If you have an old iPad lying around that you don’t know what to do with, you could set it up as an iOS security camera for your home.
As if one wasn’t enough, sources indicate there’s a second Pegasus, by a different spy firm, attacking vulnerable iPhones and iPads.
Swiss tech company Mitto AG is trusted by companies such as Twitter and Google to deliver SMS security codes to users, appointment reminders, sales promotions, and more. It’s co-founder and COO Ilja Gorelik has been accused of selling access to Mitto’s networks for surveillance.
The existence of the alternate service was only known to a small number of people within the company, these former employees said. Gorelik sold the service to surveillance companies which in turn contracted with government agencies, according to the employees.
As WP reports, businesses are increasingly using surveillance software to monitor what their employees do on computers. Contract lawyers are the latest group to face this.
The monitoring is a symptom of “these pervasive employer attitudes that take advantage of these technologies to continue these really vicious cycles … that treat employees as commodities,” she said. “The irony in this situation is that it’s attorneys, who traditionally advocate for employee rights or justice when they’re made aware of intrusions like these.”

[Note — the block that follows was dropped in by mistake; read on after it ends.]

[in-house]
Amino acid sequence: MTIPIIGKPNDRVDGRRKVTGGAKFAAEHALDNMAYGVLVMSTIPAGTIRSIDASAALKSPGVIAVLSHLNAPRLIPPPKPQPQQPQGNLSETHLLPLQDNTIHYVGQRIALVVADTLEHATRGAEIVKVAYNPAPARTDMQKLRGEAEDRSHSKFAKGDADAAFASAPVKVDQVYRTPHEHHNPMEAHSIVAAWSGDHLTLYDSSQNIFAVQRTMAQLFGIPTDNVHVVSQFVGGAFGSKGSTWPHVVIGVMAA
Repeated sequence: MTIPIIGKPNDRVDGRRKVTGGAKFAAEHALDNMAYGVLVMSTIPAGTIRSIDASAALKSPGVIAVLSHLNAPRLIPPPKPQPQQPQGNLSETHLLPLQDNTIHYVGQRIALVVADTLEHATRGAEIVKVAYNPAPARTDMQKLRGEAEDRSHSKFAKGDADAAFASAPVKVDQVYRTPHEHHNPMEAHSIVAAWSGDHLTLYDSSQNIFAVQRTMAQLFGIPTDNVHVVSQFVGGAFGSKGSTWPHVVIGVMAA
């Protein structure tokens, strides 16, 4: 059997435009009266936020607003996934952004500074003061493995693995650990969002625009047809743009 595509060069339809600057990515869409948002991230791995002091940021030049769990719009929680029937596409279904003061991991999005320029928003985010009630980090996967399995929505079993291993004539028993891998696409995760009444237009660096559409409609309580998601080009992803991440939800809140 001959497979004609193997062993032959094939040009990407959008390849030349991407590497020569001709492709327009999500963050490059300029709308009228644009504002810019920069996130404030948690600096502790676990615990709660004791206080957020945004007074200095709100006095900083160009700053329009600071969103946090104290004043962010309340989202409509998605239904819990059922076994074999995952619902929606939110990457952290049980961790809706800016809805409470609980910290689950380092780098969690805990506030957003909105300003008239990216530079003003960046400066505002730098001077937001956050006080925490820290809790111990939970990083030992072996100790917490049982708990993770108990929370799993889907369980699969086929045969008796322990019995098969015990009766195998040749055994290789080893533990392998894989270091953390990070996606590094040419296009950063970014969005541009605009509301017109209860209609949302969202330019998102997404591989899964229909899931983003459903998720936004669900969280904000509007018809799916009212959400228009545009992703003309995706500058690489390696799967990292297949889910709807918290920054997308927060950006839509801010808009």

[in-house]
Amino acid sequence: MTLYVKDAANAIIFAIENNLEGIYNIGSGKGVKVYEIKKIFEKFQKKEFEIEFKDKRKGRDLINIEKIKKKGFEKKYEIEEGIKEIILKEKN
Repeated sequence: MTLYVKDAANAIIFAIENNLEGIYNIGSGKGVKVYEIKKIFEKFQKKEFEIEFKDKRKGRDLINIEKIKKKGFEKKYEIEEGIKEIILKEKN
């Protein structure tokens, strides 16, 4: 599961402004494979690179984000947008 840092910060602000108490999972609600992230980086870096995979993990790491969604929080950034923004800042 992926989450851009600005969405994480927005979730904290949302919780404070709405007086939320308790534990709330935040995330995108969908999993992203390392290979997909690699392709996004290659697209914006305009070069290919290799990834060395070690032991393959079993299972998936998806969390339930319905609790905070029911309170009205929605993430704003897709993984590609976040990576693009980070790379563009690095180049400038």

An investigation on Thursday shows how Michigan State Police use software called ShadowDragon to collect online data. This helps them identify “persons of interest.”
By providing powerful searches of more than 120 different online platforms and a decade’s worth of archives, the company claims to speed up profiling work from months to minutes. ShadowDragon even claims its software can automatically adjust its monitoring and help predict violence and unrest. Michigan police acquired the software through a contract with another obscure online policing company named Kaseware for an “MSP Enterprise Criminal Intelligence System.”
Privacy advocates have delivered a petition to Apple over its plans to install a system on its devices to detect child sexual abuse material.
Zoe Schiffer, writing for The Verge, investigates Apple employees and “the blurring of personal and work accounts.”
This is how it starts: a new Apple employee is told during onboarding that collaborating with their colleagues will require them to make extensive use of iCloud storage, and their manager offers a two terabyte upgrade. This will link their personal Apple ID to their work account — in fact, the instructions for accessing this upgrade explicitly say “you must link your personal Apple ID with your AppleConnect work account.”
Call center workers in Columbia are worried about plans from Big Tech to install AI-powered cameras in their homes to monitor their performance.
Hot news over the weekend reveals that spyware from Israeli company NSO Group may be culpable in the murders of certain journalists.